NASSAU, BAHAMAS – Three former Bahamas Power and Light (BPL) Board members, including the board’s former chairperson Darnell Osborne are suing Minister of Public Works Desmond Bannister for damages for wrongful dismissal, alleged misfeasance and slander.
In three separate writs obtained by Eyewitness News Online, Osborne, Nicola Thompson, a former board of directors; and Roy Nick Dean, a former director and chairman of BPL’s procurement committee, are named as the plaintiffs.
The writs filed in the Supreme Court last Monday, name Bannister as the first defendant.
Attorney General Carl Bethel is listed as the second defendant.
According to the court documents, Osborne, Thompson and Dean are seeking damages and a declaration that Bannister, whose portfolio includes BPL, usurped and interfered with the statutory functions of the boards at the Bahamas Electricity Corporation (BEC) and BPL at their exclusion as board of directors.
They are also seeking a declaration that the minister’s decision to dismiss them without reasonable cause and without affording them “procedural fairness, is unlawful, ultra vires the Electricity Act 2015 and a breach of the rules of natural justice, procedural fairness and the duty to act reasonably”.
The plaintiffs are further seeking a declaration that Banister deliberately abused and exceeded his statutory power and authority by allegedly unlawfully usurping the functions of the board; intermeddling in the affairs of the board behind the backs of the plaintiffs; issuing specific directions to the board; wrongfully and retaliatory termination “thereby committing misfeasance of public office”.
In their writs, Osborne and Dean are also seeking a declaration that Bannister made retaliatory statements intended to “disparage, embarrass and damage” their personal and professional reputations “thereby committing misfeasance of public office”
Each of the plaintiffs is seeking damages for wrongful dismissal; damages, inclusive of aggravated and exemplary damages for alleged misfeasance; interest; cost and any other relief as the court deems fit.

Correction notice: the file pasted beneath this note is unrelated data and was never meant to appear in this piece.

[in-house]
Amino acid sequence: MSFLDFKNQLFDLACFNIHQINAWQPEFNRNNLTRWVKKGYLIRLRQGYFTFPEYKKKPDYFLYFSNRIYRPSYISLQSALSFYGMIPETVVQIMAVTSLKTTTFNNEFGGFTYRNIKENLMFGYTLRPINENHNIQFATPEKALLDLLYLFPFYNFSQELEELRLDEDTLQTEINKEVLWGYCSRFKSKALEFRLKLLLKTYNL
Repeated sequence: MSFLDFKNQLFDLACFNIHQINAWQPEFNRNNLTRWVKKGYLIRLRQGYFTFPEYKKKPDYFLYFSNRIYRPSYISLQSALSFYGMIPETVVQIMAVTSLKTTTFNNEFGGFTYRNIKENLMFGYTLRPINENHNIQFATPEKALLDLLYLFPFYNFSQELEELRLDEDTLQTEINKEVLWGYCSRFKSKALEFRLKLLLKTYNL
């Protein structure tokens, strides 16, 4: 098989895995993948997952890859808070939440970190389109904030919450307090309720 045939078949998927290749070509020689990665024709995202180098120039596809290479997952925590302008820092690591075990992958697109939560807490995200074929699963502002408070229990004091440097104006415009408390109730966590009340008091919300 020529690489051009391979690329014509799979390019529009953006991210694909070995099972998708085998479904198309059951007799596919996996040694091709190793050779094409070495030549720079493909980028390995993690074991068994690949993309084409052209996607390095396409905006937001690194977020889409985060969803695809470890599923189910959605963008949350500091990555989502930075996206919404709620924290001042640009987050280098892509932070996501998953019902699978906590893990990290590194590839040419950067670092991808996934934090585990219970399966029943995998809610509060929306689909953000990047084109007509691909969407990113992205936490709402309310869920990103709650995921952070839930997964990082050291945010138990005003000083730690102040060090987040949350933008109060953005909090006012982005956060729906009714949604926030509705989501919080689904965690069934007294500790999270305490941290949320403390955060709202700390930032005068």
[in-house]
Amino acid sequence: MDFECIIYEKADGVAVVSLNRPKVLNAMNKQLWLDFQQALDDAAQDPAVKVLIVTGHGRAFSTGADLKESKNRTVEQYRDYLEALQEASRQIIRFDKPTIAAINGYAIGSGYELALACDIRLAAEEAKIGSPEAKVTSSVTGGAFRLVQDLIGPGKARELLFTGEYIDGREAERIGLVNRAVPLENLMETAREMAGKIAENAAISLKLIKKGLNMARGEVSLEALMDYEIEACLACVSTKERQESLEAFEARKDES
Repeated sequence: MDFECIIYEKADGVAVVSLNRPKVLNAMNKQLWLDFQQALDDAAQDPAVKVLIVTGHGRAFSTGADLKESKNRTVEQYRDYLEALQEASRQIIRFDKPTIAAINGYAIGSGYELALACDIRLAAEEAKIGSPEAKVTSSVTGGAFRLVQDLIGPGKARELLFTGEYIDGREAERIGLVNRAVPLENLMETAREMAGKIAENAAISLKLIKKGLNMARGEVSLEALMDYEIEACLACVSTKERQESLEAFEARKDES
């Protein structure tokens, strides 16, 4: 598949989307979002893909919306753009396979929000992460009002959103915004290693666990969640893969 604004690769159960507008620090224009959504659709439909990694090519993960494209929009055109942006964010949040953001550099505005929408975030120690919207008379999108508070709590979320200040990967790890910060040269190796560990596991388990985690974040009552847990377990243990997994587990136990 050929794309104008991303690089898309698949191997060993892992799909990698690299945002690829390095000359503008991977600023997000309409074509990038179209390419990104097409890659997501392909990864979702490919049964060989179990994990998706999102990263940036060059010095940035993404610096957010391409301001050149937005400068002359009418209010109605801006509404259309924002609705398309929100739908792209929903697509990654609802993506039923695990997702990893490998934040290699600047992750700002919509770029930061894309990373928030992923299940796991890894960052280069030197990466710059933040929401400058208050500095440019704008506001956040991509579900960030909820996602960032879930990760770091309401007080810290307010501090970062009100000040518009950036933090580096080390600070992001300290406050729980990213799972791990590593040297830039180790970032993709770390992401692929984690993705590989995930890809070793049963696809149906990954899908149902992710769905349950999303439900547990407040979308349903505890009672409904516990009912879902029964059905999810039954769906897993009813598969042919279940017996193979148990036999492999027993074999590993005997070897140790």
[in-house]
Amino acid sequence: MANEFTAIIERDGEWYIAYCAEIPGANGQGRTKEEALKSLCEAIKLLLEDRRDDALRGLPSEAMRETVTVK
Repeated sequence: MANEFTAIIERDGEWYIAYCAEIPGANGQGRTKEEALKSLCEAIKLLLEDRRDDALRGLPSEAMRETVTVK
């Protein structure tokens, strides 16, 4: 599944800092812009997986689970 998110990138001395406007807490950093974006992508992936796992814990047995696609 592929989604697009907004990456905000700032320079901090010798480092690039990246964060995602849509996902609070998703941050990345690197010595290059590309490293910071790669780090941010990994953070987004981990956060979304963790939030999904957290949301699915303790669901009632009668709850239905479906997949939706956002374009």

Additionally, Osborne and Dean are seeking compensatory damages for slander in connection with statements made “falsely and maliciously” in the presence of the media.
They are also seeking an injunction preventing Bannister from “further speaking, publishing, circulating distribution or causing to be printed published, circulated or distributed the same or any similar words defamatory” of the plaintiffs.
Attorney Alfred Sears, QC, represents the former board members.
Bannister announced the board was disbanded last August, claiming the former BPL board members locked horns on almost every critical issue at great cost to the company, which ultimately necessitated new leadership. He did not provide specifics on what those conflicts were.
Osborne, Dean and Thompson refuted the claims, calling them “inaccurate and misleading”.
The former board members also said “political interference” and “continuous disrespect” toward the executive chairpersons were at the root of the board’s dysfunction.
In response, Bannister admitted that there was political interference, but he claimed it was after he learned BPL paid for a makeup bill and home security system for Osborne.
He also claimed that Osborne requested a salary of $300,000.
The former board also included Ferron Bethel, who is also on the new board, BPL CEO Whitney Heastie and Patrick Rollins, who was the deputy chairman.
In a letter to Bannister, dated October 25, 2018, Sear’s wrote to Bannister advising that Osborne was seeking an apology, more than $80,000 for allegedly defaming her and compensation for wrongful dismissal.
It is unclear how much the plaintiffs are now seeking as the writs do not disclose monetary values.
The October letter indicated that Osborne was appointed BPL chairperson in July 2017 for a term of five years, and appointed executive chairperson in January 2018.
According to the letter, the board operated smoothly, but said the minister adopted a “hostile attitude” toward Osborne, beginning in May 2018, regarding the “independence that she manifested on several issues before the board”.
It was also noted that the hostility stemmed from four issues, including the proposed Shell North America Power Purchase Agreement; Osborne’s insistence that BPL receive outside legal counsel before she sign the Shell North America memorandum of understanding; Heastie’s power to exclusively hire and fire BPL employees without board approval; and the appointment of Rollins as BPL executive director without consulting the board.
The Shell MOU for a 270-megawatt, tri-fuel power plant was signed by the new board last November.
Prime Minister Dr. Hubert Minnis promised to launch a probe into the events that unfolded at the power company between the former board members and the minister, however, there was never confirmation that probe had begun despite repeating probing by the media.
Osborne cut ties with the Free National Movement last September.
According to sources, Osborne, a card-carrying member of the FNM since 2002, resigned over the BPL saga, although Osborne said she resigned to focus on private life.
Sources close to the matter also indicated that she was offered the post of director at the Department of Inland Revenue, but declined.